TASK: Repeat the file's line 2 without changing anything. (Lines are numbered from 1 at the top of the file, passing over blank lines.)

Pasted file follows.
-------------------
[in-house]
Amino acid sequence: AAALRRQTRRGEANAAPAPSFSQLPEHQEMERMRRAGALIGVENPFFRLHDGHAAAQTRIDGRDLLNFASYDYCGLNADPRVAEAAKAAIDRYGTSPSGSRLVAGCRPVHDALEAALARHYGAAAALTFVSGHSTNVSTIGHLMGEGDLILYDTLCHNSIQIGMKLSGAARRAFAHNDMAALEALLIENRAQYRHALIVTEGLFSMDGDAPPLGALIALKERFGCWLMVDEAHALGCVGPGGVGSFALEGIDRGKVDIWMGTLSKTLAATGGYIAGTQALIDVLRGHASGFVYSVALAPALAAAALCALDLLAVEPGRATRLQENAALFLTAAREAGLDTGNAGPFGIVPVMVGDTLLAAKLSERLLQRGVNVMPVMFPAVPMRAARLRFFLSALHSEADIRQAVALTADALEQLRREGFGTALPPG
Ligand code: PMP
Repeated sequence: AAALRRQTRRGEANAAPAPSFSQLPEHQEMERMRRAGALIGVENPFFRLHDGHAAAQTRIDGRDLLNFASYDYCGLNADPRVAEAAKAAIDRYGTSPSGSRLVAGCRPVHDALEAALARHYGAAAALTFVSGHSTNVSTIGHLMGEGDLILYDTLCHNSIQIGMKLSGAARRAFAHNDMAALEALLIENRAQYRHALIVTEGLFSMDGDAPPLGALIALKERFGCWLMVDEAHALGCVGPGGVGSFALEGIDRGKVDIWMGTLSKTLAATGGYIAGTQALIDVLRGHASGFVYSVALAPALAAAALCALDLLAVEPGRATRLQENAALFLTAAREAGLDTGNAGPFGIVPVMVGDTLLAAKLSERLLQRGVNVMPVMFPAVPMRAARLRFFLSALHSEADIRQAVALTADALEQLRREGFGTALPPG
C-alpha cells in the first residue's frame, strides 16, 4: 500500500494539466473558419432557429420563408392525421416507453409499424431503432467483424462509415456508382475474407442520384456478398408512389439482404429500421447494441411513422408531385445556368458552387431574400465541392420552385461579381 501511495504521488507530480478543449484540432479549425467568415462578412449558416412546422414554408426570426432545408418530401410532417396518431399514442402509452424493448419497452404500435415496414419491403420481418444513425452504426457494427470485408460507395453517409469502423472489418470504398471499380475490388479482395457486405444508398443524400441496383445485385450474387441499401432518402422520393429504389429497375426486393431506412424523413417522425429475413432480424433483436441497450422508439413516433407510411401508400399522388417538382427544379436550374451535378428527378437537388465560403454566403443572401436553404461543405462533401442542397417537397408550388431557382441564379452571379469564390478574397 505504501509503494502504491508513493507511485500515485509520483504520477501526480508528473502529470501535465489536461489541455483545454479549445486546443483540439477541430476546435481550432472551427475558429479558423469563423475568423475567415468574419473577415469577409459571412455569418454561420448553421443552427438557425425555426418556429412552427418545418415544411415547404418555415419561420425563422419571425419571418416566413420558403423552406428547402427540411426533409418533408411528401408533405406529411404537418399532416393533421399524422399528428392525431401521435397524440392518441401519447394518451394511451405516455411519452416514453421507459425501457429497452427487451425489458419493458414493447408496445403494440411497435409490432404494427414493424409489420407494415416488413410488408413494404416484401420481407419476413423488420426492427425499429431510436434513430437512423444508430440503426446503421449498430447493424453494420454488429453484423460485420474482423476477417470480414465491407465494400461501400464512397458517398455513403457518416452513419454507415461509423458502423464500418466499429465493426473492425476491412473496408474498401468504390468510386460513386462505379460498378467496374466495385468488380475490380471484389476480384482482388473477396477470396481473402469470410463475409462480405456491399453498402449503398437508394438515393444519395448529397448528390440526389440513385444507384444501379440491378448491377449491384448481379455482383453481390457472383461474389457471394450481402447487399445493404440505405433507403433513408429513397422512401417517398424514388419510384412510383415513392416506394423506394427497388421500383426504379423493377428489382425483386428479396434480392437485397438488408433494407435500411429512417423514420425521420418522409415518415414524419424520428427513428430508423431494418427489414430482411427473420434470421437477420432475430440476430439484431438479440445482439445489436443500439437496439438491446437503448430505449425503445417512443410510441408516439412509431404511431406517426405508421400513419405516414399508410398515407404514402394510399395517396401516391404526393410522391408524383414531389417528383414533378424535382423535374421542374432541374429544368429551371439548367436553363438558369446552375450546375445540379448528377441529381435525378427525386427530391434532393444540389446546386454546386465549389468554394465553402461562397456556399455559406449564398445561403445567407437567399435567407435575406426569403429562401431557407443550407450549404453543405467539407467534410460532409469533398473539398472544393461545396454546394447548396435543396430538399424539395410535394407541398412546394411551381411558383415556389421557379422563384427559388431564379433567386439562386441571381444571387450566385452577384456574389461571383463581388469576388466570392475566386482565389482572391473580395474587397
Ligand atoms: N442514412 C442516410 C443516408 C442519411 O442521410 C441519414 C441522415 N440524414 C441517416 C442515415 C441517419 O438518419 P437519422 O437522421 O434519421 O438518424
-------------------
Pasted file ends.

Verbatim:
Amino acid sequence: AAALRRQTRRGEANAAPAPSFSQLPEHQEMERMRRAGALIGVENPFFRLHDGHAAAQTRIDGRDLLNFASYDYCGLNADPRVAEAAKAAIDRYGTSPSGSRLVAGCRPVHDALEAALARHYGAAAALTFVSGHSTNVSTIGHLMGEGDLILYDTLCHNSIQIGMKLSGAARRAFAHNDMAALEALLIENRAQYRHALIVTEGLFSMDGDAPPLGALIALKERFGCWLMVDEAHALGCVGPGGVGSFALEGIDRGKVDIWMGTLSKTLAATGGYIAGTQALIDVLRGHASGFVYSVALAPALAAAALCALDLLAVEPGRATRLQENAALFLTAAREAGLDTGNAGPFGIVPVMVGDTLLAAKLSERLLQRGVNVMPVMFPAVPMRAARLRFFLSALHSEADIRQAVALTADALEQLRREGFGTALPPG